Improving Clinician Satisfaction and Avoiding Pandemic Churn in the Emergency Department

News > Improving Clinician Satisfaction and Avoiding Pandemic Churn in the Emergency Department

Improving Clinician Satisfaction and Avoiding Pandemic Churn in the Emergency Department

January 28, 2021

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Even before the COVID-19 pandemic, health systems and provider organizations were experiencing a growing problem of clinician burnout. According to a 2018 Medscape survey of more than 15,000 clinicians from 29 specialties, 42% reported being “burned out.” Of those, 15% said they were either severely depressed or had a general sense of “feeling down.” The specialties experiencing the most burnout were critical care clinicians and neurologists. 

Now enter COVID-19 and the situation has become dire. Multiple surveys and studies have found that one of the biggest stressors for front-line workers is getting infected and then infecting loved ones at home. Other issues include: finding child-care; having access to transportation, lodging, and food; providing quality care after being transitioned to another area, and not having access to the latest information. 

It is not an understatement to say that fallout from COVID-19 is likely to be significant for health systems and provider organizations, not just in terms of rebuilding financial solvency, but also in terms of rebuilding teams. Finding effective ways to improve clinician wellness, decrease stressors, and improve job satisfaction are essential to avoiding a critical disruption to healthcare delivery—especially in the ED where the pressure is especially high even outside of the ravages of a pandemic.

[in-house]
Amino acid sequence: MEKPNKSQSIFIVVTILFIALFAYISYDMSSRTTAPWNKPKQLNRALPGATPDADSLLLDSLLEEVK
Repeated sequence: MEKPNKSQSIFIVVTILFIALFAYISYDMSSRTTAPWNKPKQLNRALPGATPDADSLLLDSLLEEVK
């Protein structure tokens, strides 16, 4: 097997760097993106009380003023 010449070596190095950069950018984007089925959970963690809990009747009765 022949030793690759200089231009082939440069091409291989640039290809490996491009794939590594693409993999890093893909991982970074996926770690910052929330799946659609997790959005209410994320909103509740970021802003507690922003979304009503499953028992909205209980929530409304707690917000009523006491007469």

Numerous studies have found that much of the stress clinicians experience is driven by excessive administrative busywork, which often flows into evenings and weekends.

“Excessive workload, clerical burden and inefficiency in the practice environment, a loss of control over work, problems with work-life integration, and erosion of meaning in work.”

all play a role in provider burnout. Another study of how ED clinicians in a community hospital used their time found that 43% was spent on data entry and only 28% on direct patient care. 

Since much of a clinician’s time is spent on data entry and administrative work, reducing that burden is a great place to start. Many health systems now use virtual scribes to do just that. Virtual scribes for the ED are specially trained to work within an urgent care environment so they understand the flow of the patient from presentation through admission or discharge. They can also handle administrative tasks like ordering tests, entering documentation and notes into the patient information system, and managing transitions of care.

Virtual scribes act as an always-present assistant, converting clinician-patient conversations into precise medical documentation. Clinicians use non-intrusive hands-free technology that allows them to give their full attention to the patient. This eliminates the need to toggle between the patient and the EMR, or having to go back into the patient’s record after hours and trying to remember details of the visit. 

Virtual scribes in the ED help improve accuracy, increase documentation quality, and ensure timely charge capture for faster reimbursement.

Virtual scribes can help with admission criteria determinations and place orders for things like labs, medications, and testing. They can also provide patient education and handle referrals to post-discharge facilities. 

Leveraging virtual scribes can save clinicians up to three hours a day, improve productivity by 20%, and increase work-life satisfaction by 40%. That means less turnover and reduced costs associated with recruiting. 

The end of the pandemic is in sight and it’s time to address clinician burnout in the ED. Implementing virtual scribes now can help reduce post-pandemic churn so health systems can better position themselves for long-term financial viability.


  1. https://www.medscape.com/slideshow/2018-lifestyle-burnout-depression-6009235#1
  2. https://jamanetwork.com/journals/jama/fullarticle/2764380
  3. ibid.
  4. https://www.themphp.org/Archive/Articles/tabid/98/ArticleID/245/Addressing-clinician-Burnout.aspx
  5. http://www.ajemjournal.com/article/S0735-6757(13)00405-1/abstract
  6. https://augmedix.com